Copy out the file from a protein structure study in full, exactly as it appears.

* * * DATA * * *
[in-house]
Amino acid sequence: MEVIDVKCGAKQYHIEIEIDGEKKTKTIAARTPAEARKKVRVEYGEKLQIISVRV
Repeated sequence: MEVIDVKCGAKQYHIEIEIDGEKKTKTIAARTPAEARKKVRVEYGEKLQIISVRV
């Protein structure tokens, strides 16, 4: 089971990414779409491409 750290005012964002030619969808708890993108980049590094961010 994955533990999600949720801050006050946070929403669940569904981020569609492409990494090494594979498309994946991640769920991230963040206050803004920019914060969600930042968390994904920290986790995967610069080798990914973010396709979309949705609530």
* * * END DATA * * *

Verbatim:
[in-house]
Amino acid sequence: MEVIDVKCGAKQYHIEIEIDGEKKTKTIAARTPAEARKKVRVEYGEKLQIISVRV
Repeated sequence: MEVIDVKCGAKQYHIEIEIDGEKKTKTIAARTPAEARKKVRVEYGEKLQIISVRV
């Protein structure tokens, strides 16, 4: 089971990414779409491409 750290005012964002030619969808708890993108980049590094961010 994955533990999600949720801050006050946070929403669940569904981020569609492409990494090494594979498309994946991640769920991230963040206050803004920019914060969600930042968390994904920290986790995967610069080798990914973010396709979309949705609530």